At lunch one day I overturned a salt-shaker. Passionate as he was and intense as he easily could become, he began to scold so severely that he even said that I was a prodigal and things like that. Then I made an objection, reminding him of an old episode in the family when my sister Nicoline had dropped a very expensive tureen and Father had not said a word but pretended it was nothing at all. He replied: Well, you see, it was such an expensive thing that no scolding was needed she realized quite well that it was wrong, but precisely when it is a trifle there must be a scolding. Journals X3A78
According to Samuel Hugo Bergmann, "Kierkegaard's journals are one of the most important sources for an understanding of his philosophy".  Kierkegaard wrote over 7,000 pages in his journals on events, musings, thoughts about his works and everyday remarks.  The entire collection of Danish journals (Journalen) was edited and published in 13 volumes consisting of 25 separate bindings including indices. The first English edition of the journals was edited by Alexander Dru in 1938.  The style is "literary and poetic [in] manner".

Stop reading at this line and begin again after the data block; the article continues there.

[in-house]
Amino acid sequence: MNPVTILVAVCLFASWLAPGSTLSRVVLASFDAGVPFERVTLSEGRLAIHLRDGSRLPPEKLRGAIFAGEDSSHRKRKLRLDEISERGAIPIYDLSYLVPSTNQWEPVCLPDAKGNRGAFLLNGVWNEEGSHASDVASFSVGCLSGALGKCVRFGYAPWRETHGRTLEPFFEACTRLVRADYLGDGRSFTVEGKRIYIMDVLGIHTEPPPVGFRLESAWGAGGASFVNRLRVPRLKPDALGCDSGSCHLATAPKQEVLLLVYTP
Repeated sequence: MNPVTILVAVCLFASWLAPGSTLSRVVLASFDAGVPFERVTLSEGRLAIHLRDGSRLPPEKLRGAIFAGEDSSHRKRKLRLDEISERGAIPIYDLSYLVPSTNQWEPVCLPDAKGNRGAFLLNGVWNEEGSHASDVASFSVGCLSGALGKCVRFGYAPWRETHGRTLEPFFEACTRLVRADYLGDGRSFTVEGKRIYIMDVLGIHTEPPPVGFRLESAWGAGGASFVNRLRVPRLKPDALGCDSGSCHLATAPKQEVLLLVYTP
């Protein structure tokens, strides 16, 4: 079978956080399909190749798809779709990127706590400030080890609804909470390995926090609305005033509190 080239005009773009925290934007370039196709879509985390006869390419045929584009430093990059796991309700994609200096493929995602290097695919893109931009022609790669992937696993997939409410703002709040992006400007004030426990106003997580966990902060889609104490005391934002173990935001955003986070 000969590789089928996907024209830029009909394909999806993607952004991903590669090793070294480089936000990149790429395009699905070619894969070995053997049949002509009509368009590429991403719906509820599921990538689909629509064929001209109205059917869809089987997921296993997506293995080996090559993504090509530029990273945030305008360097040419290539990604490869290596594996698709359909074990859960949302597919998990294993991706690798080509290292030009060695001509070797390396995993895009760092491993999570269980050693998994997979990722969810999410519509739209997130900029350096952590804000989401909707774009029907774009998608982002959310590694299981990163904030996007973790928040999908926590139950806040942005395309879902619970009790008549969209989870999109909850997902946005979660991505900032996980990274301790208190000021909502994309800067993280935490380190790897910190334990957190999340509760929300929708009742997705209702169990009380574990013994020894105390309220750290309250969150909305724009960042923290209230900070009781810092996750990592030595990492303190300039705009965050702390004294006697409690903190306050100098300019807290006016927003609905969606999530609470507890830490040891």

Kierkegaard wanted to have Regine, his fiancée (see below), as his confidant but considered it an impossibility for that to happen so he left it to "my reader, that single individual" to become his confidant. His question was whether or not one can have a spiritual confidant. He wrote the following in his Concluding Postscript: "With regard to the essential truth, a direct relation between spirit and spirit is unthinkable. If such a relation is assumed, it actually means that the party has ceased to be spirit."